It was only a few years ago that visiting islands in Maldives was relatively restricted; tourists weren’t just funneled to resort islands, they were actually banned from islands populated by locals. Lifting of the tourism ban in 2009 meant that cruising boats were no longer restricted to uninhabited or resort islands, but can visit populated islands as well. There’s a small but growing industry of guest houses and services for independent travelers. As a cruiser, we don’t need those much, but I’m immensely grateful: since it’s hard to imagine visiting a country where we’re effectively barred from getting to know the people and the culture.
Sure, we’re dosing heavily on the incredible natural beauty, and “what we did today” generally includes time spent in the water. A lot of time in the water.
But while our days near villages represent a relatively small portion of our time, they have provided a disproportionate share of the memories that stick, the experiences we seek:that chance to connect with people from another culture, learn from them, and broaden our horizon of understanding.
Like the anchorage we picked for the pretty spit of beach that turned out to be adjacent to a friendly family. We’re conscious of our differences in this relatively reserved culture and don’t want to foist ourselves on anyone, but the day we arrived we were welcomed into their circle, fed snacks and drinking coconuts, and shown heartwarming hospitality.
We were told about the family business selling catching trevally and snapper to the markets in the capital, Male, and taken to see the artful and swift filleting of a day’s catch. Sitting together on their beachfront, we had a surprisingly frank discussion about the state of Maldivian politics and their hopes and fears for the future.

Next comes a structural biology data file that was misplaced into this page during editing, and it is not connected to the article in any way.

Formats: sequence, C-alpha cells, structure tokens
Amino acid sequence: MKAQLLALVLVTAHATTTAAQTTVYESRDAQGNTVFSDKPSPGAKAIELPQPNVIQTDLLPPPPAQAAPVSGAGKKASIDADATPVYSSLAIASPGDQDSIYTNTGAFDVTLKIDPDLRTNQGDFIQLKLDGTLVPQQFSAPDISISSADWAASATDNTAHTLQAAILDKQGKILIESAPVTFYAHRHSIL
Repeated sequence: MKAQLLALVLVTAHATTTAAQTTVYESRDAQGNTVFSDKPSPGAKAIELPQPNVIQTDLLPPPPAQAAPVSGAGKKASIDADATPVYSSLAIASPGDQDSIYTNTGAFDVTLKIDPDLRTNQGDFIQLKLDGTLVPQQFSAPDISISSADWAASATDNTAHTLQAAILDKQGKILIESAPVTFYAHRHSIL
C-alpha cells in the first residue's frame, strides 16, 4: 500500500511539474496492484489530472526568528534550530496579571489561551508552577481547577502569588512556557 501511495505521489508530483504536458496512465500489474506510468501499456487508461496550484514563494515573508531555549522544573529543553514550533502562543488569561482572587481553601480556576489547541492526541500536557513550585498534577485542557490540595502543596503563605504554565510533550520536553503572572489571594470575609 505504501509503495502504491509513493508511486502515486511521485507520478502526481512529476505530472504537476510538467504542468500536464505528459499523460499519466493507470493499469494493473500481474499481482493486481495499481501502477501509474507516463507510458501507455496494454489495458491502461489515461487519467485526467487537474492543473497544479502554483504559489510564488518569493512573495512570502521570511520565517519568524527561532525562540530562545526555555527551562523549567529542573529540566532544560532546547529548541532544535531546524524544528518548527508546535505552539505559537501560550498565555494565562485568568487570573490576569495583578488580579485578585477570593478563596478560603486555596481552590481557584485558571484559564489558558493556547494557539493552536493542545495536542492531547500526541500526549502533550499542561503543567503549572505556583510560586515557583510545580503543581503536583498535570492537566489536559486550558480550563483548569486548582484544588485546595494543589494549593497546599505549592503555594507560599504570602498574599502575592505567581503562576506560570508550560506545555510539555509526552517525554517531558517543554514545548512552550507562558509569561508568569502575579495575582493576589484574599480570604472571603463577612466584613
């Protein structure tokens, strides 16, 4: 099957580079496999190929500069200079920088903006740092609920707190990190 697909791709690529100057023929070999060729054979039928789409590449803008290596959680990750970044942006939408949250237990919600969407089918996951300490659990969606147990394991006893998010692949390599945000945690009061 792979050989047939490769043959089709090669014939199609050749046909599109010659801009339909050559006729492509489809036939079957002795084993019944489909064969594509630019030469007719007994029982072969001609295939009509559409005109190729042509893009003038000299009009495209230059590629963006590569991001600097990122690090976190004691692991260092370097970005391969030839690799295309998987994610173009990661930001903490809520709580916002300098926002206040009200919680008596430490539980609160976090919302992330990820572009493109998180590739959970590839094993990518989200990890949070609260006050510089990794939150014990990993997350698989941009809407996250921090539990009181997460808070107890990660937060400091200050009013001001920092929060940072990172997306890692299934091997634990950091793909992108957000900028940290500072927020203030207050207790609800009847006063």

But sometimes, our differences feel very present. Arriving at one island for a Koran recitation festival, even covered up from wrist to ankle I felt uncomfortable and unwanted at times. It’s OK, though. It’s incumbent on us to be good guests, and our visibly obvious differences aren’t always comfortable to our hosts.
Lifting the tourism ban doesn’t entirely mean we have freedom to roam. Generally, resorts aren’t too keen to have random visitors popping in, and levy stiff fees to encourage us to stay clear. We’ve heard $50 and $75 for privilege of landing a dinghy on the beach; the kids were asked for $7 each from the caretaker of an abandoned resort where they wanted to play on the beach. Generally, yachts are not considered welcome scenery within ½ mile of facilities. No, it doesn’t matter that you’d like to patronize the restaurant, or purchase a dive excursion. But there are also resorts which are welcoming. It’s easy enough to find out in advance by making a call or emailing to find out if they’re happy to have cruisers, or if you should save yourself the trouble and anchor elsewhere.
Given the sky-high room rates and especially given an expectation of privacy in the open-air / ocean facing bungalows, I don’t think it’s so unreasonable to keep our distance. In truth, this isn’t an issue for us, because we’re happy to try another Maldivian curry than eat a “western” meal that costs as much as week of our groceries. And sure, splashing out on pampering would be lovely. But we’re not missing the absence of it, either.
Instead, we keep a slow and steady pace southwards, from one beautiful spot to another. The perfect anchorage here has a trifecta of good snorkeling, good fishing, and a nice beach for an evening gathering. And, when we’re lucky, it comes with local knowledge, shared in friendship.
Clicking through to read this on Sailfeed tips a little change in our cruising kitty. Thank you!
This article was syndicated from Sailing Totem